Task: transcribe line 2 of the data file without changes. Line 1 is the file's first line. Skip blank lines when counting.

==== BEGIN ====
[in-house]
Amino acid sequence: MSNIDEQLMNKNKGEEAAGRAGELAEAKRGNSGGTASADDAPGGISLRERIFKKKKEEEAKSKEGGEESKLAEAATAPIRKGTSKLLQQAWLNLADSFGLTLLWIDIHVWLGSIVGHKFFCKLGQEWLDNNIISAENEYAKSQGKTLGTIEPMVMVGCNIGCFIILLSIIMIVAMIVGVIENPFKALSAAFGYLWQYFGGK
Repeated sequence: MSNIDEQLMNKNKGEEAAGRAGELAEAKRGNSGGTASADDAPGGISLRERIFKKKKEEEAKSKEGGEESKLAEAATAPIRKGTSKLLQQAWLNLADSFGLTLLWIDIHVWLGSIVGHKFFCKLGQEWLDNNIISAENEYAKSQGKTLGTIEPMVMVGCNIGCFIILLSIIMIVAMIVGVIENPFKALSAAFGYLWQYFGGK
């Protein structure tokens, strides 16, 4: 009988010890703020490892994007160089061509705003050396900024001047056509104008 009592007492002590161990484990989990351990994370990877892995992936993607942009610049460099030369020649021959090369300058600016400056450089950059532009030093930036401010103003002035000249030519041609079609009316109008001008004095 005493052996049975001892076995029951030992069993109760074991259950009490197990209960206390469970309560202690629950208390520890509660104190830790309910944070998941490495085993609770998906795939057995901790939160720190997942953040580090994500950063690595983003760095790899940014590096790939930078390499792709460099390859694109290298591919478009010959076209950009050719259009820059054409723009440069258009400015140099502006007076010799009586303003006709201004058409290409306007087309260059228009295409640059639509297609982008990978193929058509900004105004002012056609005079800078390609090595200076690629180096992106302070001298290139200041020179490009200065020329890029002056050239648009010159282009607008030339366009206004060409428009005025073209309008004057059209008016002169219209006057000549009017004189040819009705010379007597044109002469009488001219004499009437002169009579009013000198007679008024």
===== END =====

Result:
Amino acid sequence: MSNIDEQLMNKNKGEEAAGRAGELAEAKRGNSGGTASADDAPGGISLRERIFKKKKEEEAKSKEGGEESKLAEAATAPIRKGTSKLLQQAWLNLADSFGLTLLWIDIHVWLGSIVGHKFFCKLGQEWLDNNIISAENEYAKSQGKTLGTIEPMVMVGCNIGCFIILLSIIMIVAMIVGVIENPFKALSAAFGYLWQYFGGK